Nokia, Microsoft Lumia Event Launches Significant iPhone 5 Alternative

 
 
By Wayne Rash  |  Posted 2012-09-05 Email Print this article Print
 
 
 
 
 
 
 

NEWS ANALYSIS: Nokia's Lumia 920 promises to be a real alternative to the upcoming iPhone 5, without the legal exposure of Android, and with some features available nowhere else.

Nokia's launch of the Lumia 920 in a hoopla-filled New York City event is significant for several reasons. First is the venue-Nokia is clearly pinning its hopes for sales of the new Lumia phones to the United States, and chose to launch in Manhattan instead of Finland. But there's more than just that. Nokia and Microsoft have worked hard to integrate Windows Phone 8 into Nokia's hardware, and in the process develop capabilities you really can't get elsewhere.

Much of the announcement focused on the new PureView camera that resides in the Lumia 920. This phone features more light-gathering capability for its camera than other phones, and it performs optical stabilization to make sure the photos are sharp. Other phones use digital stabilization for their cameras, or they don't use stabilization at all, and the difference, done right, is big. In Nokia's case, the 8MP camera has the entire optical system stabilized so that it all floats within the camera.

The Nokia 920's camera is intended to be a major differentiating factor between the smartphone and the Apple iOS and Google Android worlds. Whether it achieves this or not depends on two factors: How the 920's camera works in the real world, and what Apple introduces in the iPhone 5 on Sept. 12. Right now, there's no indication that the iPhone will have such a sophisticated optical system, but as is always the case with Apple, you just never know for sure.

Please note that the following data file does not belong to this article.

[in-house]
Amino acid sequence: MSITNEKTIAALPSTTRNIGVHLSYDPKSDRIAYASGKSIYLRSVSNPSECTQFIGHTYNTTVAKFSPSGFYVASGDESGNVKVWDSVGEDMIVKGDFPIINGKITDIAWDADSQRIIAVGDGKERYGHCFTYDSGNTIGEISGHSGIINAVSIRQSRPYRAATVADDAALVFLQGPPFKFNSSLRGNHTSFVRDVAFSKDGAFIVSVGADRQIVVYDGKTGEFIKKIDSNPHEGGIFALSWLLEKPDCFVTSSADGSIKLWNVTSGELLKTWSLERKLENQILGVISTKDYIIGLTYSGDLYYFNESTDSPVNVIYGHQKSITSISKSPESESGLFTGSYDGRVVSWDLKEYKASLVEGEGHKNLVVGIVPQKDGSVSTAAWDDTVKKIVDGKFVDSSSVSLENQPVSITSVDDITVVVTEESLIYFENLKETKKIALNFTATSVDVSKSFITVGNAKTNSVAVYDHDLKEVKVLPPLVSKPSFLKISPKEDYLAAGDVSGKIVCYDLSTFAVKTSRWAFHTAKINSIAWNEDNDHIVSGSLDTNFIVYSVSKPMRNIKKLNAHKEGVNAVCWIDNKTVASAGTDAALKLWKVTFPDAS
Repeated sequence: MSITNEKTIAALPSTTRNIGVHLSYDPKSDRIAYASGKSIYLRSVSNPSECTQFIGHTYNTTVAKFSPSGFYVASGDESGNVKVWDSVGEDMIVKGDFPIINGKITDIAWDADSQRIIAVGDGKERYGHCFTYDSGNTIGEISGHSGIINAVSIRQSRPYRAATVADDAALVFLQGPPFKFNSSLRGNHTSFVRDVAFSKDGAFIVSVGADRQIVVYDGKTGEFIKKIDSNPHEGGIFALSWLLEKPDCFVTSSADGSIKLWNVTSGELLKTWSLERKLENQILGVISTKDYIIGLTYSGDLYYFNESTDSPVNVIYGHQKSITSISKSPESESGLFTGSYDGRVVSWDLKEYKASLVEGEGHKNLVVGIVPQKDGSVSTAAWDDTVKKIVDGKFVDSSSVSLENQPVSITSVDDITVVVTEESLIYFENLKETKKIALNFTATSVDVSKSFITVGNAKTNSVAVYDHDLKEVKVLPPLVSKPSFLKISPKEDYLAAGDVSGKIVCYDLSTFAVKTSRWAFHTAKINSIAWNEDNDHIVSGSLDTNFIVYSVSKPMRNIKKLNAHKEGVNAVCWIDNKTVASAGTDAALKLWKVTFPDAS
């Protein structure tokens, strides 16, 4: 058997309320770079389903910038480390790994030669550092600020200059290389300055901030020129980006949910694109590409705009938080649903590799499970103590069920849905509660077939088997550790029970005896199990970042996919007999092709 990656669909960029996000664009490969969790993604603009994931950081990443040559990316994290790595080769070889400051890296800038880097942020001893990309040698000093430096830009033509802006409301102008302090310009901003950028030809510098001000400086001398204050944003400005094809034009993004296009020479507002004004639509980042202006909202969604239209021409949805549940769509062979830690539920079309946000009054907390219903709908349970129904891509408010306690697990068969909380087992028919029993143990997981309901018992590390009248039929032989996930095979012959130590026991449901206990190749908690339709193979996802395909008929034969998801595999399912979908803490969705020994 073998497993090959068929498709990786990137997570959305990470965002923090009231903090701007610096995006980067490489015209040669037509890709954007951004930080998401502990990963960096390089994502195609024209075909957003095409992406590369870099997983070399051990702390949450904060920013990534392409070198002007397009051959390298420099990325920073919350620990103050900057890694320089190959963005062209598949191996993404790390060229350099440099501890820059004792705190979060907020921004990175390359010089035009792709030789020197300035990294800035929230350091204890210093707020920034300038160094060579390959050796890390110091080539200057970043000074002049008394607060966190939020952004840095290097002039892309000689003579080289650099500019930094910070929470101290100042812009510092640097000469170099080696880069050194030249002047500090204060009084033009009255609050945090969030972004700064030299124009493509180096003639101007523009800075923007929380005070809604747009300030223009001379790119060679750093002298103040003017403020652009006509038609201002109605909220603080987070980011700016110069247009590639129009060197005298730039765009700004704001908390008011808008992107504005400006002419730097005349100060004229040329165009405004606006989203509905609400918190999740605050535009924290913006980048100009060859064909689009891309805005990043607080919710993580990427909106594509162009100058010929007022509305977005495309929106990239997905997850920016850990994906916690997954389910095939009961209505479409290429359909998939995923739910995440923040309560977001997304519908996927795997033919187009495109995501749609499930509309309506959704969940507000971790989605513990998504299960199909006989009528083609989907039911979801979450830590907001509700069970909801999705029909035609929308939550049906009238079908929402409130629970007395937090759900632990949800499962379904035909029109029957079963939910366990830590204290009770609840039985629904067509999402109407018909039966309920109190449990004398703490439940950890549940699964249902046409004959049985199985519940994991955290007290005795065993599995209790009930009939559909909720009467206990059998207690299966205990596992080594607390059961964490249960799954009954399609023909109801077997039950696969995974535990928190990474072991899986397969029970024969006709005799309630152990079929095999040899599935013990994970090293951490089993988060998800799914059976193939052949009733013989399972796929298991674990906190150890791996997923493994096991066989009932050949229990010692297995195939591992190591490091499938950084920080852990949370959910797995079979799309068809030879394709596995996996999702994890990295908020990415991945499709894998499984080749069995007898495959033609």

The other major feature Nokia introduced is location services.

Nokia built on its already excellent products such as Nokia Drive and Nokia Map to include Nokia Transport, and in the process build an integrated location system that provides input to an augmented-reality system that in the demo seemed to work very well. Unlike most competitors, Nokia includes off-line maps as part of the software, which means that the Lumia 920 will avoid a major Achilles heel for smartphone navigation-the need to be connected to a cloud-based source of maps. The Nokia 920 will always have access to its maps even if you're out of range of a cell signal.

Nokia Transport is designed to work with public transportation systems, while Nokia Drive will provide turn-by-turn navigation. Both work with information available on transit-arrival times and traffic incidents to tell you what time you need to leave for work, or how to find your way around a train station, even if you're underground without a signal.

While these features don't really have much of an effect on the Nokia 920's ability to function as a phone, some of the other features, such as the 2,000mAh battery and the cordless charging system mean that you can have the phone available when you need it.



 
 
 
 
Wayne Rash Wayne Rash is a Senior Analyst for eWEEK Labs and runs the magazine's Washington Bureau. Prior to joining eWEEK as a Senior Writer on wireless technology, he was a Senior Contributing Editor and previously a Senior Analyst in the InfoWorld Test Center. He was also a reviewer for Federal Computer Week and Information Security Magazine. Previously, he ran the reviews and events departments at CMP's InternetWeek.

He is a retired naval officer, a former principal at American Management Systems and a long-time columnist for Byte Magazine. He is a regular contributor to Plane & Pilot Magazine and The Washington Post.
 
 
 
 
 
 
 

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